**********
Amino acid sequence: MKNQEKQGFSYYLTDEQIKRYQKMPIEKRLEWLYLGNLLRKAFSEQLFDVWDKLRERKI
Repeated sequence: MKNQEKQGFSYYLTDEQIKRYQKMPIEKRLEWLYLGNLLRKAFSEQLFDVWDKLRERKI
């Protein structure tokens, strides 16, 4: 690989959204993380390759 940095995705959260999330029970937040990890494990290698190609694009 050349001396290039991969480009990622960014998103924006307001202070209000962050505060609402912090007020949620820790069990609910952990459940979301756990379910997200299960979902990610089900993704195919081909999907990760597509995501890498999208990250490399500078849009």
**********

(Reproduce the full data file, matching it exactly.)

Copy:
Amino acid sequence: MKNQEKQGFSYYLTDEQIKRYQKMPIEKRLEWLYLGNLLRKAFSEQLFDVWDKLRERKI
Repeated sequence: MKNQEKQGFSYYLTDEQIKRYQKMPIEKRLEWLYLGNLLRKAFSEQLFDVWDKLRERKI
């Protein structure tokens, strides 16, 4: 690989959204993380390759 940095995705959260999330029970937040990890494990290698190609694009 050349001396290039991969480009990622960014998103924006307001202070209000962050505060609402912090007020949620820790069990609910952990459940979301756990379910997200299960979902990610089900993704195919081909999907990760597509995501890498999208990250490399500078849009």